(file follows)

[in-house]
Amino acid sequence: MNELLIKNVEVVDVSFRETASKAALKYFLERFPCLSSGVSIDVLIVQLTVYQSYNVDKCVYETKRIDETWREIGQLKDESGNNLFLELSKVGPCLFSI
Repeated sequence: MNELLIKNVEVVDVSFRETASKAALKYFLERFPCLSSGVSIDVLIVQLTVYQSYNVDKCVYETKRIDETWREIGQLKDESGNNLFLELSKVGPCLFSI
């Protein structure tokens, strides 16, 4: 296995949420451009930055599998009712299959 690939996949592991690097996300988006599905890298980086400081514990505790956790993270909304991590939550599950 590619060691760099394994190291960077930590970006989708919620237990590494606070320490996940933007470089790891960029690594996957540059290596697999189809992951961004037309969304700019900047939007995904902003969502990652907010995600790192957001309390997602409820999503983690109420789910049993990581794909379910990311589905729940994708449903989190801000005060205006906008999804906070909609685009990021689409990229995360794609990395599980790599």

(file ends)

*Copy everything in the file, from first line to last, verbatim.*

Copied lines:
[in-house]
Amino acid sequence: MNELLIKNVEVVDVSFRETASKAALKYFLERFPCLSSGVSIDVLIVQLTVYQSYNVDKCVYETKRIDETWREIGQLKDESGNNLFLELSKVGPCLFSI
Repeated sequence: MNELLIKNVEVVDVSFRETASKAALKYFLERFPCLSSGVSIDVLIVQLTVYQSYNVDKCVYETKRIDETWREIGQLKDESGNNLFLELSKVGPCLFSI
């Protein structure tokens, strides 16, 4: 296995949420451009930055599998009712299959 690939996949592991690097996300988006599905890298980086400081514990505790956790993270909304991590939550599950 590619060691760099394994190291960077930590970006989708919620237990590494606070320490996940933007470089790891960029690594996957540059290596697999189809992951961004037309969304700019900047939007995904902003969502990652907010995600790192957001309390997602409820999503983690109420789910049993990581794909379910990311589905729940994708449903989190801000005060205006906008999804906070909609685009990021689409990229995360794609990395599980790599």